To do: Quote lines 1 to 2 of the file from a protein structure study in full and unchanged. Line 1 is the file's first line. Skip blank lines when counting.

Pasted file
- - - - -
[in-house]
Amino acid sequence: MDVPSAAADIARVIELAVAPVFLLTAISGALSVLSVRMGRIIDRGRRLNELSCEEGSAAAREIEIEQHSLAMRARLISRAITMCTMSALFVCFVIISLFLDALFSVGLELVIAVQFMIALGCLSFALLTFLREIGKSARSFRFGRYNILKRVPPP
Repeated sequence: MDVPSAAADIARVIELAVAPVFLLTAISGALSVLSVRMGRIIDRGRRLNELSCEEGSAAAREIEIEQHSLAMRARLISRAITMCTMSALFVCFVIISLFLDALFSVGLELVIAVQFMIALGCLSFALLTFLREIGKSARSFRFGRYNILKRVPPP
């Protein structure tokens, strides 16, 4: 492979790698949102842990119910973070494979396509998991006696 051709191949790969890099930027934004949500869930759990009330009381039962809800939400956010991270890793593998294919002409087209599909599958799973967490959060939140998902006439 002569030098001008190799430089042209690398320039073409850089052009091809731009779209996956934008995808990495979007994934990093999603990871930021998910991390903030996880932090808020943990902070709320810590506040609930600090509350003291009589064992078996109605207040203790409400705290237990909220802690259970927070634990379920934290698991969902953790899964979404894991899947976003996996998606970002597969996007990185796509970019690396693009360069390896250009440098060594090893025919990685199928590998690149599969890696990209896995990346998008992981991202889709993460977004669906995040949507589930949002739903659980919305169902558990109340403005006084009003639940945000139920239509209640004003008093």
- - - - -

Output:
[in-house]
Amino acid sequence: MDVPSAAADIARVIELAVAPVFLLTAISGALSVLSVRMGRIIDRGRRLNELSCEEGSAAAREIEIEQHSLAMRARLISRAITMCTMSALFVCFVIISLFLDALFSVGLELVIAVQFMIALGCLSFALLTFLREIGKSARSFRFGRYNILKRVPPP